A team of researchers which included Emerson Baker, author of A Storm of Witchcraft: The Salem Witch Trials and the American Experience, have confirmed the site where nineteen people were hung for witchcraft in 1692.
Here is a taste of the story from the CBS affiliate in Boston:
After nearly three centuries of conflicting beliefs, the city of Salem confirms a team of scholars verified the site where 19 innocent people were hanged during the 1692 witch trials as Proctor’s Ledge. The historic site is an area located in between Proctor and Pope Streets in Salem, Massachusetts.
“We are happy to be able to bring years of debate to an end,” Salem State University Professor Emerson Baker told the city of Salem. “Our analysis draws upon multiple lines of research to confirm the location of the executions.”
City reps confirm to WBZ that a team of researchers used sonar technology combined with eyewitness testimonies from centuries-old documents dating back to the Salem Witch Trials.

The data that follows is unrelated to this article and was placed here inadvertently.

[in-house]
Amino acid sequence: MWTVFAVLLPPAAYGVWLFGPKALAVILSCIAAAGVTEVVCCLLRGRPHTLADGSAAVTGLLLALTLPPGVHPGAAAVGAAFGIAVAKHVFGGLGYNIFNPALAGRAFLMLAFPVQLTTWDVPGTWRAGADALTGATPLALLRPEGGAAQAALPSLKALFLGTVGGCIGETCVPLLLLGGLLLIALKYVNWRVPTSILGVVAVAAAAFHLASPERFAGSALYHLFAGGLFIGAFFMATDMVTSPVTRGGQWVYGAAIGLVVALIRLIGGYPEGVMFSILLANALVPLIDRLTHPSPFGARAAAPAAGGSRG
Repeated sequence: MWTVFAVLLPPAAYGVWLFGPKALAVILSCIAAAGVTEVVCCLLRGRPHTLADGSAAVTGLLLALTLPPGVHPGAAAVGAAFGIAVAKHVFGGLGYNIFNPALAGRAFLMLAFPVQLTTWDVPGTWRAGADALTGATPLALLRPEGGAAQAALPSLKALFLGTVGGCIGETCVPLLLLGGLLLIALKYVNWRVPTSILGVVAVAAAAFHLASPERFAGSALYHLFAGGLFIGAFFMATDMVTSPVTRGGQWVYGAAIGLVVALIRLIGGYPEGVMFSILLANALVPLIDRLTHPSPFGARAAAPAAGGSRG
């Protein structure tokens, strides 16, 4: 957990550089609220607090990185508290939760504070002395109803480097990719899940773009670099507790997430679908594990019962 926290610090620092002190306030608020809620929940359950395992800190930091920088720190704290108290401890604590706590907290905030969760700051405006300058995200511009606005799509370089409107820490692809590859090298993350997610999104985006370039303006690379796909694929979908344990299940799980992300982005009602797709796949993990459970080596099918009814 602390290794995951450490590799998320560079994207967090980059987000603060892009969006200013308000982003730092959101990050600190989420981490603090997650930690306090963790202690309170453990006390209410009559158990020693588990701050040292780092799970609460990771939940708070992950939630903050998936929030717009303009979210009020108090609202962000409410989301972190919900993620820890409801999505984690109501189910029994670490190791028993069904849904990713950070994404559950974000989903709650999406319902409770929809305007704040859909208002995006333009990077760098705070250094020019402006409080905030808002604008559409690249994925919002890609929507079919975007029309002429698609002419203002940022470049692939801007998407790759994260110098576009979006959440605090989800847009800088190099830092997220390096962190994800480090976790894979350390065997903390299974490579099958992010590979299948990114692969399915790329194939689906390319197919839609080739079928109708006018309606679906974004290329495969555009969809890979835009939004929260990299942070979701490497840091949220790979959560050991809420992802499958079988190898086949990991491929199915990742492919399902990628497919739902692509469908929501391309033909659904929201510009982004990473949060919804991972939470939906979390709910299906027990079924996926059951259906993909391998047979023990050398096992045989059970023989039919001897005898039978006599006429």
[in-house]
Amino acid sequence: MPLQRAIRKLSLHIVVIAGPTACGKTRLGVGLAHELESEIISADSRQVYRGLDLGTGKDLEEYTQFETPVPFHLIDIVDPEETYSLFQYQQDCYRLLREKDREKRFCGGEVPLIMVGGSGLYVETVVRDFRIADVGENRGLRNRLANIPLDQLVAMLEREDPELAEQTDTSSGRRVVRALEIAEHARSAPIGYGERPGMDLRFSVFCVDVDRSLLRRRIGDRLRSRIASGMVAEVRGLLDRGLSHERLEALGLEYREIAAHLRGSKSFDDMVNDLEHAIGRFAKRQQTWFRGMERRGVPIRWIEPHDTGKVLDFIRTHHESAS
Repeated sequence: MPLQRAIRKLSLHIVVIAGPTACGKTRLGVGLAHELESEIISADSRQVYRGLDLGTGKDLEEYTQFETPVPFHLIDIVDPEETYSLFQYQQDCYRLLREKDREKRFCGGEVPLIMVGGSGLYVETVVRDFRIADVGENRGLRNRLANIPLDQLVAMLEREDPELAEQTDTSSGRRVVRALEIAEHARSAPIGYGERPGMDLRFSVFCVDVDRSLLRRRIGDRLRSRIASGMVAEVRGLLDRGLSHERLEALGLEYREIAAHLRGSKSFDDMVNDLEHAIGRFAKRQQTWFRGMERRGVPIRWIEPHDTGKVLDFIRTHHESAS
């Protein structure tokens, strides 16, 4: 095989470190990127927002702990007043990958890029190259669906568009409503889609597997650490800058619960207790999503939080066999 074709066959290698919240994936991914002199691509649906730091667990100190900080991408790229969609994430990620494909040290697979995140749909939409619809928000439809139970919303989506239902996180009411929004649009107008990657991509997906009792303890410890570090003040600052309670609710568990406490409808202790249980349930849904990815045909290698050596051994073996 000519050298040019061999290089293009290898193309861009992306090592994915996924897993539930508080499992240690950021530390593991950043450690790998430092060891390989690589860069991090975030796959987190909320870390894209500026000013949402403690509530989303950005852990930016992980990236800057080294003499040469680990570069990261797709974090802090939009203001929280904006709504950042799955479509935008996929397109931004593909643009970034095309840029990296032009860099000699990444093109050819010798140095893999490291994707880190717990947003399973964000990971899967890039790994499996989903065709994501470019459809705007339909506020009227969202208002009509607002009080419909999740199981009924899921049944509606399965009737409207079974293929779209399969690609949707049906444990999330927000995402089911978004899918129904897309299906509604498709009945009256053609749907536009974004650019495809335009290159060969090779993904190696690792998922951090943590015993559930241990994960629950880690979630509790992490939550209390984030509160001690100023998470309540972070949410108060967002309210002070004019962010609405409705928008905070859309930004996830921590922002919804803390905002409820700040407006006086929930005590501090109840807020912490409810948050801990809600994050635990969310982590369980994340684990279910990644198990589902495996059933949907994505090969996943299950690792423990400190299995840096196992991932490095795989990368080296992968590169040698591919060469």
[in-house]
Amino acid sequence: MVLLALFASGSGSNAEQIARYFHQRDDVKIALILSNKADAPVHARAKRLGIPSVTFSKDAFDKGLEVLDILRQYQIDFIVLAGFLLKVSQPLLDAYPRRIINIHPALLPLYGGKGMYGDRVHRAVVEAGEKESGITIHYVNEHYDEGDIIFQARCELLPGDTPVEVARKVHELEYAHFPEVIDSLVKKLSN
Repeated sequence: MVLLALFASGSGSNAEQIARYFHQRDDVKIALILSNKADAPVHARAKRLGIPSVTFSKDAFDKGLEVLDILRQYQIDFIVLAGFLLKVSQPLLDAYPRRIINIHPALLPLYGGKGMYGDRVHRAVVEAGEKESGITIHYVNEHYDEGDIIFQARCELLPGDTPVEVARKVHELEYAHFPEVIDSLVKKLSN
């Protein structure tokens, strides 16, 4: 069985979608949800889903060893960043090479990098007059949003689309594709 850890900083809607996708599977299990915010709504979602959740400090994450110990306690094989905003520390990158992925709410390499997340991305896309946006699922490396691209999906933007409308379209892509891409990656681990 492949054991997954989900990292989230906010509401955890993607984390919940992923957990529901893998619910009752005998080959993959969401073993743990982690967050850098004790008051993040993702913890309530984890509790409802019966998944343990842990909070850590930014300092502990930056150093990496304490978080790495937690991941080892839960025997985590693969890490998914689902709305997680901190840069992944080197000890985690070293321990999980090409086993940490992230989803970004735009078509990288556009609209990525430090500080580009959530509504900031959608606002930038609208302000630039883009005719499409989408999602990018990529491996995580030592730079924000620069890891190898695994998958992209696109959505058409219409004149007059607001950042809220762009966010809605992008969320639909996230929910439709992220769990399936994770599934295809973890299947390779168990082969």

The city of Salem acquired the strip of land near the base of Gallows Hill in 1936 “to be held forever as a public park” and called it “Witch Memorial Land.” As it was never marked, most people erroneously assumed the executions took place on the hill’s summit.
A group of researchers on the Salem witch trials called The Gallows Hill Project team, now identifies the site as a rocky ledge much closer to Boston Street, at the base of the hill, basing its conclusions on the early 20th century research of historian Sidney Perley, an eye-witness reference to an execution from the trial papers, maps from different periods, and newer technology not available previously.
Read the rest of the article here.